In the four weeks since Russian President Vladimir Putin launched a full-scale invasion of Ukraine on Feb. 24, 2022, Vassar students, along with the rest of the world, have watched the horrors unfold from abroad in fear and disbelief. Since then, Vassar’s Ukrainian students have been finding ways to reach out to the community while reflecting on family, history and homeland.
Filipp Kazatsker ’23, born in Odessa, Ukraine, explained, “Putin, he’s seen Russia, Belarus and Ukraine as one nation. As he describes it, we are all brotherly people.” He added, “We’ve been at war since 2014, with Crimea…[Putin] is an imperialist. He’s seeing Ukraine as something to conquer, something to take over, to install his own president, his own puppet.”
Zheka Chyzhykova ’25 described Ukrainian-Russian relations as long-established and complicated; she grew up in eastern Ukraine, but moved to Kyiv when Russia invaded the region eight years ago. “Throughout centuries, Russia had never had any respect for or understanding of Ukraine as an independent country,” she said.
Igor Martiniouk ’24, a Ukrainian-American, agrees: “[Putin] writes this idea that Ukraine is not an actual country, that Ukraine is legit just part of Russia.” Though he was born in the United States, Martiniouk has family in Ukraine; they have since scattered to Poland and Romania, seeking refuge. Over the phone, he told me: “Mariupol—I was just there, like six months ago. And now there’s a genocide going on over there.” He mentioned that the areas the Russian military is targeting are not military bases. “We have theaters that were sheltering people, right in the center [of Mariupol], being bombed. And there was a sign that said дети, which is children in Russian, in large letters, so that it was understood ‘don’t bomb this,’ there are civilians living there…And we still see those areas being bombed.”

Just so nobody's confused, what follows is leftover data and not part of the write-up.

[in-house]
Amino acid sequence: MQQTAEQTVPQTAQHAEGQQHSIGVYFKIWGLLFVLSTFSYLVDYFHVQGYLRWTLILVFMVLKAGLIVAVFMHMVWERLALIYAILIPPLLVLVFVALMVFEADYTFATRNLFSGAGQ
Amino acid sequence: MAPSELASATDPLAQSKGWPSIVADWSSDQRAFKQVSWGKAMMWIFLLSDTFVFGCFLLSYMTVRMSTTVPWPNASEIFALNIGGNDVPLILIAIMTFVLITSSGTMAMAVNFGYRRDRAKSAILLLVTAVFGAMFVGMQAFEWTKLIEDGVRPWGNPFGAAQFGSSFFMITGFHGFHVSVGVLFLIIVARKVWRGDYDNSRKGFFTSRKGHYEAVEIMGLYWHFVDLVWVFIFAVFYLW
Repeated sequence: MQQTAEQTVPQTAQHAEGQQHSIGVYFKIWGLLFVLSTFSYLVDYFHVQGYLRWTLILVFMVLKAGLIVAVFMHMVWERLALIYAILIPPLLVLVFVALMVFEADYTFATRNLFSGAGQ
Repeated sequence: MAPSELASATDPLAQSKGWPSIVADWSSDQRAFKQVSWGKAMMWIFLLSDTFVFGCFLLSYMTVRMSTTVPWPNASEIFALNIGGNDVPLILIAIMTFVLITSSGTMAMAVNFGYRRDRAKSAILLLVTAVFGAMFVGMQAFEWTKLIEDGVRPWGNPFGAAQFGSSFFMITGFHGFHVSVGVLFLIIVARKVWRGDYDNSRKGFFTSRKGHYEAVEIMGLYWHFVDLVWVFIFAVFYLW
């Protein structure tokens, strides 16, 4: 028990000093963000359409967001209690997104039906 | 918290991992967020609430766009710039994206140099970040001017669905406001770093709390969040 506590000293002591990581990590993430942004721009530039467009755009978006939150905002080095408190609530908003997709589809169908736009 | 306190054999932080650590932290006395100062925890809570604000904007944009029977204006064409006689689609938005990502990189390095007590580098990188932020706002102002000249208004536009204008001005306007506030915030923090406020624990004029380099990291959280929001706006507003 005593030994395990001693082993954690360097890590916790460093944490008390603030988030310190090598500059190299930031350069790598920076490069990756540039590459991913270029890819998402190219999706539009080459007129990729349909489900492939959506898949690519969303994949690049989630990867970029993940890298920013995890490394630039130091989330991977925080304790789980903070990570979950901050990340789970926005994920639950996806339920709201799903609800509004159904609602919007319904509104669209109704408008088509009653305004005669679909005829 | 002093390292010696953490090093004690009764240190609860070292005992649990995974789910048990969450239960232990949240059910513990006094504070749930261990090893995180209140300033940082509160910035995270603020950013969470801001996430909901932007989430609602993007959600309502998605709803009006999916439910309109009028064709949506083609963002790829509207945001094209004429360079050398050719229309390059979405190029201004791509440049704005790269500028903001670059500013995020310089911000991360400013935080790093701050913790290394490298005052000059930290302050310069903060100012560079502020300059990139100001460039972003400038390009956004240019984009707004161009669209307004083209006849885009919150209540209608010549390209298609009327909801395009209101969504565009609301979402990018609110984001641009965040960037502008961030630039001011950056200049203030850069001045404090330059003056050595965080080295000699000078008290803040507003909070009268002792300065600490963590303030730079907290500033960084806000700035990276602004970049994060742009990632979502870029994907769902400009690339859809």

Kazatsker moved to Brighton Beach in Brooklyn when he was two years old, an area of New York with a dense Ukrainian and Russian population. “English was my second language. Ukrainian culture has been very, very prominent in my life,” he explained. Of the war, he commented: “Many didn’t believe that [Putin] would actually go through with a full-scale war…My grandmother especially did not expect this. There’s been this huge shift in attitude from ‘this will all be over soon’ to genuine fear.”